An adult armadillo.

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Leprosy And Armadillos - I have caught so many potentially dangerous animals in my life that I can write a whole book on it. It does not, however, scare me for a second whenever I am dealing with an animal situation which most people would consider to be extremely hazardous. That is a part of the job that I do and I accept it wholeheartedly as it is. After reading my posts about armadillos and seeing my adventures with them through pictures, a lot of concerned readers and people out there wrote back to me about the supposed link between leprosy and armadillos.

Apparently, one has a higher risk of developing leprosy after coming in direct contact with an armadillo and I did not know that, not that I am showing any signs of leprosy. In fact, if you read my last post and look at the picture on it, I am holding the baby armadillo with my bare hands and caught it with them too. Since in my area of work, I come across a lot of such information, I sometimes do not pay too much attention to it because I do not know how authentic the piece of information is. I did, however, stand corrected when I came across a research that showed a definite link between touching an armadillo and increased chances of leprosy.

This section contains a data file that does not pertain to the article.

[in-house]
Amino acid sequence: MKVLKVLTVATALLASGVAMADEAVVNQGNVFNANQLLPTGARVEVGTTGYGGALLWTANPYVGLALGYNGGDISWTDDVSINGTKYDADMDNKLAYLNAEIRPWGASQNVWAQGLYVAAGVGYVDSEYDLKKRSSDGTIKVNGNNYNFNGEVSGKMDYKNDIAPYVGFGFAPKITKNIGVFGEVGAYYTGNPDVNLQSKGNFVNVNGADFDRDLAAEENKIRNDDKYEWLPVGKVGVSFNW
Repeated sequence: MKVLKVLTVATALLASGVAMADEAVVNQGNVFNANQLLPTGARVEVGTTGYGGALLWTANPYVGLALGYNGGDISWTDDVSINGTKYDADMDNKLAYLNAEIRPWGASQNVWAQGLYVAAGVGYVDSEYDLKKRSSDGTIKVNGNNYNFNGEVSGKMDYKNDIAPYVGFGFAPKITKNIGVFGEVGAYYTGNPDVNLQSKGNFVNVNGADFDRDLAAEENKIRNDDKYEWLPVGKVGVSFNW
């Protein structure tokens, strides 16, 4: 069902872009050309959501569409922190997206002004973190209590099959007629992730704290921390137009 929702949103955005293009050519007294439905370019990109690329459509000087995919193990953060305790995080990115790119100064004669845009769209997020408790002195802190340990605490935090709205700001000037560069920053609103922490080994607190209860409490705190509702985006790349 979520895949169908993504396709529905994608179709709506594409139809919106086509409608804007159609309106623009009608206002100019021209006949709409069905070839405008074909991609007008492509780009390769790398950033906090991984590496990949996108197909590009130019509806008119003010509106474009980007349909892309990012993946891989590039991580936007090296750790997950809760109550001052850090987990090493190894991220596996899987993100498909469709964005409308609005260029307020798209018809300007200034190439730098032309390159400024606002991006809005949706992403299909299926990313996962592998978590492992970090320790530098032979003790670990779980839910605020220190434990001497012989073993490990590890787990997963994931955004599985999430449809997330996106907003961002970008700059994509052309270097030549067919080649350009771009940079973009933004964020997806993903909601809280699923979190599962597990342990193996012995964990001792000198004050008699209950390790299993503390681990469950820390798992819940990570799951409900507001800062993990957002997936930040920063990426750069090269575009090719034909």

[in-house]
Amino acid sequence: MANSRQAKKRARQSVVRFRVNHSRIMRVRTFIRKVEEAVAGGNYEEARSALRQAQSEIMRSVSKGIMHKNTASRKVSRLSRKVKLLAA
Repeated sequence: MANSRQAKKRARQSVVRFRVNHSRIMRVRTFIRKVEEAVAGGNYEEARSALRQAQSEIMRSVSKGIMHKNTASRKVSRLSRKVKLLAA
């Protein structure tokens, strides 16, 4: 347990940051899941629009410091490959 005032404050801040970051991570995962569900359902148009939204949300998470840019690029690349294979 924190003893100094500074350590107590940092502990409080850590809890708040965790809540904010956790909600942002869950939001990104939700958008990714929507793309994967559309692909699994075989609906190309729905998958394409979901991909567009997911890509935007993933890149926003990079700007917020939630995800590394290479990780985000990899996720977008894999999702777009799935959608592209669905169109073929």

I usually do wear gloves out of habit, but when catching this armadillo, I took special care that my hands were covered and did not come in contact with the armadillo at any point. This right here is an adult armadillo that I caught off someone’s property.

One more thing that I found out was that there is a greater risk of developing leprosy if you eat armadillo meat (yes, there are people who do that!), and since I don’t, maybe there isn’t anything to be concerned about after all.